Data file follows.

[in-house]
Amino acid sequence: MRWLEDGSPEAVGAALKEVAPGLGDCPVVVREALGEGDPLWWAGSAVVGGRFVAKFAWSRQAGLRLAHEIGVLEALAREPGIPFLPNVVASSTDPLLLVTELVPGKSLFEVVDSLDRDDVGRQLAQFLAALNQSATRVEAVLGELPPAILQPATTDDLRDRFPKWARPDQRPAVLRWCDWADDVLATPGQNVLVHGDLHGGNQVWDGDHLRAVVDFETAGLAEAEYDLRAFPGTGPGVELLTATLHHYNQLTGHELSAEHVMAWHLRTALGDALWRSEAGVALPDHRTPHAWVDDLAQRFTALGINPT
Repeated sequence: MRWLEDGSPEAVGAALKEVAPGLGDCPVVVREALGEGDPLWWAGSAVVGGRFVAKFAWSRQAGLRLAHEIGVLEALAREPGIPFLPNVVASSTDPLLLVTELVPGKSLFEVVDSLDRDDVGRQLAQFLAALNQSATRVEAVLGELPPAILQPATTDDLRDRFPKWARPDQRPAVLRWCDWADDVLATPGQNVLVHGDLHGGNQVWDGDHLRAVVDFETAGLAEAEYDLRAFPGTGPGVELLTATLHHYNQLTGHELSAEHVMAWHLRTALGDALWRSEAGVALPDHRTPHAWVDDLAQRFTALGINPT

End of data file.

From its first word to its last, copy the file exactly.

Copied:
[in-house]
Amino acid sequence: MRWLEDGSPEAVGAALKEVAPGLGDCPVVVREALGEGDPLWWAGSAVVGGRFVAKFAWSRQAGLRLAHEIGVLEALAREPGIPFLPNVVASSTDPLLLVTELVPGKSLFEVVDSLDRDDVGRQLAQFLAALNQSATRVEAVLGELPPAILQPATTDDLRDRFPKWARPDQRPAVLRWCDWADDVLATPGQNVLVHGDLHGGNQVWDGDHLRAVVDFETAGLAEAEYDLRAFPGTGPGVELLTATLHHYNQLTGHELSAEHVMAWHLRTALGDALWRSEAGVALPDHRTPHAWVDDLAQRFTALGINPT
Repeated sequence: MRWLEDGSPEAVGAALKEVAPGLGDCPVVVREALGEGDPLWWAGSAVVGGRFVAKFAWSRQAGLRLAHEIGVLEALAREPGIPFLPNVVASSTDPLLLVTELVPGKSLFEVVDSLDRDDVGRQLAQFLAALNQSATRVEAVLGELPPAILQPATTDDLRDRFPKWARPDQRPAVLRWCDWADDVLATPGQNVLVHGDLHGGNQVWDGDHLRAVVDFETAGLAEAEYDLRAFPGTGPGVELLTATLHHYNQLTGHELSAEHVMAWHLRTALGDALWRSEAGVALPDHRTPHAWVDDLAQRFTALGINPT